Speed of training is going to be crucial for the future of work.

Strengthening Ontario’s Competitive Position

One of the building blocks needed to improve our competitive position is a comprehensive skills training environment.

The Government’s current suite of training and skills development programs needs to be refocused in a way that makes them flexible enough to meet changing needs as they happen. Programs must be nimbler. At triOS, our students come to us as older students (our average student age is 33) looking to change careers. They want to get the educational credentials they need in as little time as possible so they can quickly rejoin the workforce.

Our properly regulated PCC sector has the flexibility to offer high-quality career-specific training that is second to none and do so much faster than community colleges.

We need provincial programming to recognize and level the playing field between community colleges and PCCs. PCCs, like triOS, are well-positioned to play a leading role in retraining our workforce.

Supporting Workers Through Technology

When the pandemic struck, triOS used technology to move thousands of our learners online seamlessly over one weekend. We realize that going forward technology is going to be more important than ever in how learners are trained. When it comes to the types of training requested by learners, the pandemic has shown us that we need to be flexible and allow the student to choose how they want to learn. Flexibility allows students to develop individual learning plans that best meet their needs and offer them the high-quality training they need for the post-COVID economy. This could be done fairly quickly but requires eliminating red tape at the Ministry of Colleges and Universities. For example, triOS currently have four proposals before the Ministry to allow us to offer our students a choice of: in-class learning, hybrid of in-class and remote learning, an all-remote learning environment or an Online environment. That requires four different submissions that need to be adjudicated separately. With technology, there is no reason why we should have to submit four times, we should be able to submit once.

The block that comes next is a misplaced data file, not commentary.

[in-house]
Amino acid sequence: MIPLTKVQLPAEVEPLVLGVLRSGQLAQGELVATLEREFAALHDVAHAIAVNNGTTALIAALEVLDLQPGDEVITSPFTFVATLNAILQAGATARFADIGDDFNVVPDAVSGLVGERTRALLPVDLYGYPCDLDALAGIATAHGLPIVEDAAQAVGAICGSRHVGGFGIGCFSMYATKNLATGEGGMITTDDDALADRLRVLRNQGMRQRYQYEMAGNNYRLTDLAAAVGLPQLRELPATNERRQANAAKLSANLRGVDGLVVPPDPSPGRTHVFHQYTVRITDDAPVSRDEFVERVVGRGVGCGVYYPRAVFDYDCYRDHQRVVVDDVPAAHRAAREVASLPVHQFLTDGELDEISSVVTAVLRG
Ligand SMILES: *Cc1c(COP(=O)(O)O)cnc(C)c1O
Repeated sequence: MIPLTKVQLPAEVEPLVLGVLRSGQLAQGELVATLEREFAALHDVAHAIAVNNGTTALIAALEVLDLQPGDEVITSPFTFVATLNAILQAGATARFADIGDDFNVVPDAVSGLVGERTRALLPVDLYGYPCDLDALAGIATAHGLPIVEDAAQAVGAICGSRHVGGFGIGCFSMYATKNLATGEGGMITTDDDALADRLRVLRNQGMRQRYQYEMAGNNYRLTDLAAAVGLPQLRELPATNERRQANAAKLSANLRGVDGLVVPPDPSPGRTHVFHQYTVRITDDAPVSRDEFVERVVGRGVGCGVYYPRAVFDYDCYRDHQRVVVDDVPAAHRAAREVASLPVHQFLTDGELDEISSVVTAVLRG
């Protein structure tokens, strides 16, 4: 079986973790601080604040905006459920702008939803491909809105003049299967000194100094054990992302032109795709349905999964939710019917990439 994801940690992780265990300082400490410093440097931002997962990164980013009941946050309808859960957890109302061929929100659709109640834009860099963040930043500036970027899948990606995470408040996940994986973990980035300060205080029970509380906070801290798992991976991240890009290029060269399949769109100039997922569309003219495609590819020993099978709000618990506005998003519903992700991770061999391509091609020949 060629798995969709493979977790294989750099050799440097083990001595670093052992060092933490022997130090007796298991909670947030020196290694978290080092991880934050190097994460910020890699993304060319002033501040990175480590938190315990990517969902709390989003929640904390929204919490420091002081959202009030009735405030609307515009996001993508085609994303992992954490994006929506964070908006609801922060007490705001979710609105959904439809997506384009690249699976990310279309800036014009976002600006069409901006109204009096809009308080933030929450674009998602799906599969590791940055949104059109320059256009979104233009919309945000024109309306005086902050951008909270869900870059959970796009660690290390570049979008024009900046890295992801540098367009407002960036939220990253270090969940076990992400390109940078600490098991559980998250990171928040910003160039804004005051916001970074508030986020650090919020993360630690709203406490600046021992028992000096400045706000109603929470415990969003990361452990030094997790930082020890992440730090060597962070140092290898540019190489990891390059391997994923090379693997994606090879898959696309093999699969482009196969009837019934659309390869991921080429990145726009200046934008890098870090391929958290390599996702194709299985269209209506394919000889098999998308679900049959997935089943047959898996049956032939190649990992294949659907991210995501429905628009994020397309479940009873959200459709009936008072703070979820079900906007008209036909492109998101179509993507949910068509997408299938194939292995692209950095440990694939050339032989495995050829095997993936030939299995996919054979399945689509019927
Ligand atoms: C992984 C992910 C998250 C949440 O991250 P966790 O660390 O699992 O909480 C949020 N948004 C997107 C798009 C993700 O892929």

Conclusion

Constant workforce training and development will be a key feature in the future of work. triOS believes that flexibility in how that training is accessed will be crucial and that the Provincial Government needs to fully utilize the experience and knowledge of the entire post-secondary community in delivering training programs. The province needs to develop a regulatory system that ensures high-quality training for learners but will be able to keep up with the industry and not hold them back as they adapt to a quickly evolving job market.

Consideration needs to be given to specialized programming designed to fill immediate job gaps quickly, and the Province Ontario should use the Challenge Fund experience as a potential model for other urgent human resources needs.